Dave Thomas Foundation

You may know of the name Dave Thomas from the fast-food chain Wendy’s, but you may not be aware of the work Dave did to promote the plight of children in the US foster care system who need adoption.  Dave was the owner of Wendy’s and was extremely passionate about adoption.

Dave was adopted when he was 6 months old.  He spent a lot of time with his adoptive grandmother who was an incredible support and influence in his life.  He never knew his birth mother.

Dave founded the Dave Thomas Foundation.  This foundation promotes the adoption of children out of the foster care system.  The foundation also has influenced many initiatives and promoted adoption benefits for employees.  At one point, Dave was a national spoke person for adoption.  Dave passed away in 2002, but his care for children in the foster care system is not forgotten.

The website Dave Thomas Foundation has a variety of information on it regarding the great need for adoption of children out of the US foster care system.  Check it out!

Four Years of Firsts

My girl, Happy 4th Birthday to You!  I didn’t know about you the day you were born.  I wasn’t there to welcome you into the world, and to see you take your first breath of Earthly air.  I didn’t greet your sweet face with a gasp of joy.  My arms were not the first ones to hold you.  I didn’t hear your first cry or witness the doctor say how precious you were.  I didn’t feed you your first bottle, change your first diaper, or pick out your first garment.  I didn’t lock you safely in your car seat and drive you home to your first crib.  Our home was not your first one, but our family is yours forever.

1st birthday!

Your first year was so special.  I celebrated your first taste of real food, your first embraces, your first steps, your first words, and, of course, your first birthday.  I cared for your first boo-boos and scared away your first fears.  I bought several pink outfits for the first time.  There were many firsts that you only had with me.  No, I wasn’t there for your first breath of Earthly air, but I was there for your first year.

2nd birthday!

Your second year came so quickly.  I listened as your vocabulary took off and saw how your shy spirit took a backseat to your ever-emerging confident self.  I noticed that your first friend was your brother.  You were not quite two when our adoption was finalized.  I penned your new name for the first time!  I took you on your first “girl’s day” shopping spree, and tucked you into your first big girl bed.  No, I wasn’t there for your first breath of Earthly air, but I was there for your second year.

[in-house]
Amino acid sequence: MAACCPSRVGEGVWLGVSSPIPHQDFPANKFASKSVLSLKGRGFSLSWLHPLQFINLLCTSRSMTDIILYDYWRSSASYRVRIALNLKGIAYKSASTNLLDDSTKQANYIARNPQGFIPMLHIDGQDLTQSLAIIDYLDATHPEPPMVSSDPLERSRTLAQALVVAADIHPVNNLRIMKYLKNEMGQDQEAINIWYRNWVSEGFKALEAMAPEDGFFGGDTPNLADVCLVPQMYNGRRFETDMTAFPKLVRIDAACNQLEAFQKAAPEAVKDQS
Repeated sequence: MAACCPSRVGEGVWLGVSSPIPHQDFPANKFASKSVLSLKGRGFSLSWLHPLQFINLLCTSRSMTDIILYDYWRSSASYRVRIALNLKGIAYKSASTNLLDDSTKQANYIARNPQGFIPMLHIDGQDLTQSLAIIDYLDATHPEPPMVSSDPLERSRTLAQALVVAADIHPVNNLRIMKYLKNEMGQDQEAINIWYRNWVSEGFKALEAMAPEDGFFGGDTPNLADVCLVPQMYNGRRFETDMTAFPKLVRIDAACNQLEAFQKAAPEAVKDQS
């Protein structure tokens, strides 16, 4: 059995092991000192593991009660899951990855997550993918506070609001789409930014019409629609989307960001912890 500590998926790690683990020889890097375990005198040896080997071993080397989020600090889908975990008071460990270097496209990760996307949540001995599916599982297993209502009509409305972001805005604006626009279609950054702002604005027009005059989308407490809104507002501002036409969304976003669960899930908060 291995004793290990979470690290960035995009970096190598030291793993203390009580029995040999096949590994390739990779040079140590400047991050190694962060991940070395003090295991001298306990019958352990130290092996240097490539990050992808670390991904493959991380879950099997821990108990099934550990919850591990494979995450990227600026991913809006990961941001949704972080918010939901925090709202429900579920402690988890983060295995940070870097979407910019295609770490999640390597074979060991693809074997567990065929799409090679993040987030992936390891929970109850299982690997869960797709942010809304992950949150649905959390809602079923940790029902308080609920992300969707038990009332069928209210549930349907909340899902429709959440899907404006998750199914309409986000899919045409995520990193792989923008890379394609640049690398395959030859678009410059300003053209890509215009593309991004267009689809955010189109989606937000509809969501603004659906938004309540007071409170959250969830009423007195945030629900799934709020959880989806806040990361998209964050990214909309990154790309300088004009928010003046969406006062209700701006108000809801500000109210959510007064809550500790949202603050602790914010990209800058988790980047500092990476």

3rd birthday!

Year three seemed to fly by so fast.  You learned to dress yourself, and I laughed at some of your first outfits you pulled together.  I took you to your first dentist appointment and applauded at how well you brushed your teeth.  You and I squealed with excitement at your first tube ride behind papa’s boat.  I noticed how quickly you learned to spell your name for the first time.  I was amazed at how easily you seemed to pick up on your first numbers and other preschool lessons.  I took you to your first dance recital, and wiped tears away while watching you twirl on the stage.  No, I wasn’t there for your first breath of Earthly air, but I was there for your third year.

Here we are at the start of another year of life together.  How many firsts will we discover this year?  I may not have been there to watch you take your first breath of Earthly air, but I am here now.  We are here now.  I love you so much daughter, and thank the Lord for gracing us with the blessings of you and your four years of firsts.

4th birthday!

John 14:18 (HIS children)

I will not leave you as orphans, I will come to you.

-John 14:18

I was talking in church several years ago to a woman who had spent some time in children’s ministry.  Through the years she had ministered to many hurting children.  An issue that always seems to affect and burden children are when their fathers are absent in their lives.  By all means, I believe that many single women do a wonderful and fantastic job of raising children.  My grandmother raised my mother, and several siblings, after the death of my grandfather.  However, there is something special about the relationship with a father.